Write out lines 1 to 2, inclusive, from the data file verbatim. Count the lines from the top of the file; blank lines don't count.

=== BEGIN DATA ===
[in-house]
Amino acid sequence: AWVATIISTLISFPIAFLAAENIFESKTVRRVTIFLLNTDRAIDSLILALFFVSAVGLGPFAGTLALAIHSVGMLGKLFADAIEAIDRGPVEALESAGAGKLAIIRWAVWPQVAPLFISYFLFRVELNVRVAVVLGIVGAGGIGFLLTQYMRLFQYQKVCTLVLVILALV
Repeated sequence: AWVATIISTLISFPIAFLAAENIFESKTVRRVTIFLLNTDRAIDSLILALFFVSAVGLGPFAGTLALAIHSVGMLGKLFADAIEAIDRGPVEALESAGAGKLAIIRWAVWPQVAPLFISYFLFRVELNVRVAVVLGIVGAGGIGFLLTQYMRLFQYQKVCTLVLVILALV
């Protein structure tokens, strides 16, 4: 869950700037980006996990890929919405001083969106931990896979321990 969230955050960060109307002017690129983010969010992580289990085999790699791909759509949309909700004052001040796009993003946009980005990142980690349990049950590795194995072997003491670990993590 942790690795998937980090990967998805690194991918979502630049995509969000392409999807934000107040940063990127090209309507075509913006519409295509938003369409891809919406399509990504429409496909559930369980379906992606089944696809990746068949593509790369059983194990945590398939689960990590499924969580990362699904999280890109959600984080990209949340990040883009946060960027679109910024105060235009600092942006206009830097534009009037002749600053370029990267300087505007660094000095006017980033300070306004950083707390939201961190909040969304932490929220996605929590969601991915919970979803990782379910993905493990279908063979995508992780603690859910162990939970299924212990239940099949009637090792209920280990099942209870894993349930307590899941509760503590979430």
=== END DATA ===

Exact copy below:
[in-house]
Amino acid sequence: AWVATIISTLISFPIAFLAAENIFESKTVRRVTIFLLNTDRAIDSLILALFFVSAVGLGPFAGTLALAIHSVGMLGKLFADAIEAIDRGPVEALESAGAGKLAIIRWAVWPQVAPLFISYFLFRVELNVRVAVVLGIVGAGGIGFLLTQYMRLFQYQKVCTLVLVILALV